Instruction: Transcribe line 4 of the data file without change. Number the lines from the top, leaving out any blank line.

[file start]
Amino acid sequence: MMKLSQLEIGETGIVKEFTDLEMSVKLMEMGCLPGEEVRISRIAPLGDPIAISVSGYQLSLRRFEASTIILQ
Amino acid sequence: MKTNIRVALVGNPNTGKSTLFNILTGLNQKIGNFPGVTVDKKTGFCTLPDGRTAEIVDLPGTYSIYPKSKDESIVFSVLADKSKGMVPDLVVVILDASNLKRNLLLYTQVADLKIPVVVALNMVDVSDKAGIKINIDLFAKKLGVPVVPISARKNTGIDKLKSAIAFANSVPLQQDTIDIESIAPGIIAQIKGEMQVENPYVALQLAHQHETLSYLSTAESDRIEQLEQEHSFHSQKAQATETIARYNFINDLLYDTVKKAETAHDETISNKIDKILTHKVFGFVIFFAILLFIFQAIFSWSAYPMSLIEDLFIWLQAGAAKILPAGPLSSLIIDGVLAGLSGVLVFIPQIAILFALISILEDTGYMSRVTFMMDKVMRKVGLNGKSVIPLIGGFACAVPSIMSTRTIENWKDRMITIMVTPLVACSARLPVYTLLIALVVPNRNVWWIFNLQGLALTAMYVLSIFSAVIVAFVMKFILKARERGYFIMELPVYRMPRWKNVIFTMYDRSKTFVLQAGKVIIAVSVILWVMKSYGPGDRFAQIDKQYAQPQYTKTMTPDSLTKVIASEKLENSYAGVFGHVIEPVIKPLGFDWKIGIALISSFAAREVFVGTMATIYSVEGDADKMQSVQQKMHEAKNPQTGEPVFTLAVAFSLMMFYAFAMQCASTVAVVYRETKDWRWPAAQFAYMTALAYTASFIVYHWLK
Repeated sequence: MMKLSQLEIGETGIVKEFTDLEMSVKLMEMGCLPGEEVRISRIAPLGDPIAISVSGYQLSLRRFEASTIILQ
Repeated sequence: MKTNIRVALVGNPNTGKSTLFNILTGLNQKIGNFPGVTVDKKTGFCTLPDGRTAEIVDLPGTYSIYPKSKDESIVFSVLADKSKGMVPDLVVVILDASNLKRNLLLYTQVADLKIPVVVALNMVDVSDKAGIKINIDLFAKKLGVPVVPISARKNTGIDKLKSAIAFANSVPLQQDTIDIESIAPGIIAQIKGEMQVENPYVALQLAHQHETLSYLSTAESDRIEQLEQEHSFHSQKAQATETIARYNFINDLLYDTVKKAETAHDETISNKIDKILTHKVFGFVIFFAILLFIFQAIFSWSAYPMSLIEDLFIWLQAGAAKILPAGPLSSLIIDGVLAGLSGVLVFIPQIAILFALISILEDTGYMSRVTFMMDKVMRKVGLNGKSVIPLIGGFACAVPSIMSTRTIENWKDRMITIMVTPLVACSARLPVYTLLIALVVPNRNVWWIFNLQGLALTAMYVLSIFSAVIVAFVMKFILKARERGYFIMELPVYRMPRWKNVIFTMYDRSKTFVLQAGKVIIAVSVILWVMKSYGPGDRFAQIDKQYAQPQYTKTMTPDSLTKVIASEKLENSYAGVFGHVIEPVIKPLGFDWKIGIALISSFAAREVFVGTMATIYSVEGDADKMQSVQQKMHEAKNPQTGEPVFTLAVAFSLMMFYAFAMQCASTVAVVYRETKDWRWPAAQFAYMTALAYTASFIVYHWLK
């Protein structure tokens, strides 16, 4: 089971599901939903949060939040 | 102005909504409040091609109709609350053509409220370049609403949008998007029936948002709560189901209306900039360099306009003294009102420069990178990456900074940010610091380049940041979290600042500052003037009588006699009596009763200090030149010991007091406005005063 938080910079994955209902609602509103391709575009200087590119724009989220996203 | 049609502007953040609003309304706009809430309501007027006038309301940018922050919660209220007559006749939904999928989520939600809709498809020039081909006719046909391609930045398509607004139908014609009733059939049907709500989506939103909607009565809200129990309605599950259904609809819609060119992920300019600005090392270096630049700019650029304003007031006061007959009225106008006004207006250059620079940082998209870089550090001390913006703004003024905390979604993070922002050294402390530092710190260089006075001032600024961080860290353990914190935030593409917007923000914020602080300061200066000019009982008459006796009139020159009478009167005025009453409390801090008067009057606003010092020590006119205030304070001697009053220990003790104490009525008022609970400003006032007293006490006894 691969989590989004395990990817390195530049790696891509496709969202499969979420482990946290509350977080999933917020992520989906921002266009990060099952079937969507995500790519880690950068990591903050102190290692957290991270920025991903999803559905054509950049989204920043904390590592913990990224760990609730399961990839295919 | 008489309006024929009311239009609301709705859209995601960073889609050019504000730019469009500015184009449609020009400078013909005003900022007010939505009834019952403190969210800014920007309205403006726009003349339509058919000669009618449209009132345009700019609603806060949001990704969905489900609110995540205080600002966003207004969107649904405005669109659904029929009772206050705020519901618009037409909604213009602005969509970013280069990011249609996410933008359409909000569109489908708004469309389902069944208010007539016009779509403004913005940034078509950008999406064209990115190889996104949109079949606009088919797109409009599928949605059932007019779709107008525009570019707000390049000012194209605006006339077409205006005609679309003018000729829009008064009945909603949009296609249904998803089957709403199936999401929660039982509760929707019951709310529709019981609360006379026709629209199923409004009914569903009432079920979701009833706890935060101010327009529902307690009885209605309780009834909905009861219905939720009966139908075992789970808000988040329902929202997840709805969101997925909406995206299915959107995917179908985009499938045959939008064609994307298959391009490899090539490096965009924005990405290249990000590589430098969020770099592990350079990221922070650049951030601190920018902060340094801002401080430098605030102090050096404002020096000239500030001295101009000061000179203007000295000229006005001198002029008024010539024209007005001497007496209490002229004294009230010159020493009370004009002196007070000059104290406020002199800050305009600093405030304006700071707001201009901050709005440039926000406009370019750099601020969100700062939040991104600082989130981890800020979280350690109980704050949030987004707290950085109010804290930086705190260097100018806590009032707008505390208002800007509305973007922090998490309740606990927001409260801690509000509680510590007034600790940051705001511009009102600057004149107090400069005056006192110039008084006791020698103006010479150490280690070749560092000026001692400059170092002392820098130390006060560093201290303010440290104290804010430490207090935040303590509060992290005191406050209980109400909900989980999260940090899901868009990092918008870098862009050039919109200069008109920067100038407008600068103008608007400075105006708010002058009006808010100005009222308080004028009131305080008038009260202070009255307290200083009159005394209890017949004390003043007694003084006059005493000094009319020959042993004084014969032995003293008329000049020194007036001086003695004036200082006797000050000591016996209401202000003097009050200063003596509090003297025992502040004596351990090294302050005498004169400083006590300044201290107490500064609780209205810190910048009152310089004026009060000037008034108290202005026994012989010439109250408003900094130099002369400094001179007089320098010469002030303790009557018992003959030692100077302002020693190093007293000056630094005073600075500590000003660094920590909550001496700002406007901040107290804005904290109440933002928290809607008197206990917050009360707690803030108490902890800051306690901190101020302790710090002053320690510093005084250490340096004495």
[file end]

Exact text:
Repeated sequence: MKTNIRVALVGNPNTGKSTLFNILTGLNQKIGNFPGVTVDKKTGFCTLPDGRTAEIVDLPGTYSIYPKSKDESIVFSVLADKSKGMVPDLVVVILDASNLKRNLLLYTQVADLKIPVVVALNMVDVSDKAGIKINIDLFAKKLGVPVVPISARKNTGIDKLKSAIAFANSVPLQQDTIDIESIAPGIIAQIKGEMQVENPYVALQLAHQHETLSYLSTAESDRIEQLEQEHSFHSQKAQATETIARYNFINDLLYDTVKKAETAHDETISNKIDKILTHKVFGFVIFFAILLFIFQAIFSWSAYPMSLIEDLFIWLQAGAAKILPAGPLSSLIIDGVLAGLSGVLVFIPQIAILFALISILEDTGYMSRVTFMMDKVMRKVGLNGKSVIPLIGGFACAVPSIMSTRTIENWKDRMITIMVTPLVACSARLPVYTLLIALVVPNRNVWWIFNLQGLALTAMYVLSIFSAVIVAFVMKFILKARERGYFIMELPVYRMPRWKNVIFTMYDRSKTFVLQAGKVIIAVSVILWVMKSYGPGDRFAQIDKQYAQPQYTKTMTPDSLTKVIASEKLENSYAGVFGHVIEPVIKPLGFDWKIGIALISSFAAREVFVGTMATIYSVEGDADKMQSVQQKMHEAKNPQTGEPVFTLAVAFSLMMFYAFAMQCASTVAVVYRETKDWRWPAAQFAYMTALAYTASFIVYHWLK